The Security of 5GDecember 28, 2021
In the world of bigger, better, faster, 5G has become the talk of the wireless industry. With speeds up to 20 times faster than 4G, 5G also reduces latency and has a bigger bandwidth, meaning more devices can stay connected at max speeds. Originally implemented in mid-2019, 5G is now widely available across America for any device capable of using it.
As with any new technology – especially one operating in a wireless space – security experts need to focus on how to keep 5G safe. To assist with this effort, the US National Security Agency (NSA) and the Cybersecurity and Infrastructure Security Agency (CISA) are releasing a series called “Security Guidance for 5G Cloud Infrastructures.”
To date, only the first part of the series has been released, Part I: Prevent and Detect Lateral Movement.
Chris Hughes, for CSO, reviewed the training and summarized the six key takeaways from Part 1 of the series.
Hughes shares that the training, overall, focuses on Zero Trust, meaning that nothing coming in or out of a network should be automatically trusted. The Zero Trust model has been growing in popularity as cyberattacks increase.
“The guidance for 5G cloud environments involves robust perimeter protections as well as secure internal controls coupled with sufficient logging, monitoring, and automation,” shares Hughes. “Cloud environments present myriad entry points and vulnerable interfaces where malicious actors could attempt to compromise environments including software, APIs and networks.”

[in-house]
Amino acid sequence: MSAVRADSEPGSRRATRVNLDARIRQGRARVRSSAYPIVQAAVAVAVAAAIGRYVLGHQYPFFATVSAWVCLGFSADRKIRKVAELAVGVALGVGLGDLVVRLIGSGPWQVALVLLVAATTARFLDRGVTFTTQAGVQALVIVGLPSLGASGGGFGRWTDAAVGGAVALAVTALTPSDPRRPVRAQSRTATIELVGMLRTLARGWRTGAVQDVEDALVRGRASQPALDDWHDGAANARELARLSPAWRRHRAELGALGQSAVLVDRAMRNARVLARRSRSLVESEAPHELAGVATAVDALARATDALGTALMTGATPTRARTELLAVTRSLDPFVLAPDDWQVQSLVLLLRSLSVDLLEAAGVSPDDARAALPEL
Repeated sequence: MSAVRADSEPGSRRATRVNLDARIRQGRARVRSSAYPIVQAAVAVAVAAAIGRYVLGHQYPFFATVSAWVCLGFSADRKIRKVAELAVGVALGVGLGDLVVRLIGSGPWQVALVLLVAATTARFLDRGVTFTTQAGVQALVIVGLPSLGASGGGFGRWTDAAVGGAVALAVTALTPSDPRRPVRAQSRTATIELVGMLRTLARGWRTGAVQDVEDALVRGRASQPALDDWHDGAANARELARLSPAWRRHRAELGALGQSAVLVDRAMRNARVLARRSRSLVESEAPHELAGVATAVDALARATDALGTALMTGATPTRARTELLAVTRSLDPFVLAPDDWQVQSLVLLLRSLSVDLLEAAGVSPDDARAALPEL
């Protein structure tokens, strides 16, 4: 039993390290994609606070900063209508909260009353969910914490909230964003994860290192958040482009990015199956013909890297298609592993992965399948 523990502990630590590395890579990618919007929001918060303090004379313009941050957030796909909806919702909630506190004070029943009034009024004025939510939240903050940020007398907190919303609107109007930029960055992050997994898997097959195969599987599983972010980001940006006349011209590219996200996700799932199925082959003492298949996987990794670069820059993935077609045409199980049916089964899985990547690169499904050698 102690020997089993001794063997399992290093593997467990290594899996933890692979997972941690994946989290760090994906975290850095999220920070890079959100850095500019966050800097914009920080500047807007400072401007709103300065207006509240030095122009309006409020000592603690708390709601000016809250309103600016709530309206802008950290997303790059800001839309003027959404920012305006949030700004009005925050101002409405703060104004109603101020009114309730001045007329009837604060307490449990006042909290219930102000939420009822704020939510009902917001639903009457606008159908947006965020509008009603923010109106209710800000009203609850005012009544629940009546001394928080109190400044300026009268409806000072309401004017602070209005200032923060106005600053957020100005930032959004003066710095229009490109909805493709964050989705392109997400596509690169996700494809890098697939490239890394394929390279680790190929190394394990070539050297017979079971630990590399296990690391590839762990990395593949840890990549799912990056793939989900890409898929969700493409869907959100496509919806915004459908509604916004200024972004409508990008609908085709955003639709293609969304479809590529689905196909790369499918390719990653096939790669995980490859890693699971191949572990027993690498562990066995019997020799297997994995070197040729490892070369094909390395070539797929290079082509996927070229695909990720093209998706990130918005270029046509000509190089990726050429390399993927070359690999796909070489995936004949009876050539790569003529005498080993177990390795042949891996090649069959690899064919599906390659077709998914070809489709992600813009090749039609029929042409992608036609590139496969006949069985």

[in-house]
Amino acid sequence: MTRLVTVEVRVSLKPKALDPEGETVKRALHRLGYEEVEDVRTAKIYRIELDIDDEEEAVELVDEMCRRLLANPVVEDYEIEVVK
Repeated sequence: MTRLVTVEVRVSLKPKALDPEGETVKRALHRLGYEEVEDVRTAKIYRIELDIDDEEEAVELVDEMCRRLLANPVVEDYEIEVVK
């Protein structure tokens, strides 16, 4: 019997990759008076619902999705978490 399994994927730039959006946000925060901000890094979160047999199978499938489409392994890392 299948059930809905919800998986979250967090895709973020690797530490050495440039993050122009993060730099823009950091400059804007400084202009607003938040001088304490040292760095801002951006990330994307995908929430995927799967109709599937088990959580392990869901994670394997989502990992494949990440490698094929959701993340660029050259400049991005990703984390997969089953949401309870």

Many of the suggestions offered by NSA and CISA are standard best practices that should continue to be followed. Among these are implementing identity and access management and keeping 5G software updated.
Under identity and access management Hughes notes that least permissive control, multi-factor authentication, and appropriate use of certificates are all important to utilize and that logging is also vital as a best practice.
“Anomalous behavior should be identified as soon as possible and auto-remediation capabilities implemented when feasible,” says Hughes.
Keeping 5G software updated is a complex issue due to the variety of both open-source and proprietary software providers. Hughes says the series emphasizes that software development practices and vulnerability management programs are key to ensuring software patches are applied appropriately.
Another area on which Part 1 of this series focuses is monitoring and detecting lateral movement. Lateral movement occurs when an attacker is able to retain access to a system even if the initial entry point is discovered.
Hughes shares that no level of security control will matter if these types of threats can remain undetected.
“This is why it warrants having proper monitoring, detection, alerting, and remediation practices in place for when this does occur,” says Hughes. “This should involve activities such as monitoring for user behavior abnormalities and suspicious network traffic behaviors, such as communicating with known-bad external addresses.”
The other three points that Hughes highlights are secure 5G network configuration, lock down communication among isolated network functions, and use analytics to detect adversarial presence. Read the full article for more information on all six points.
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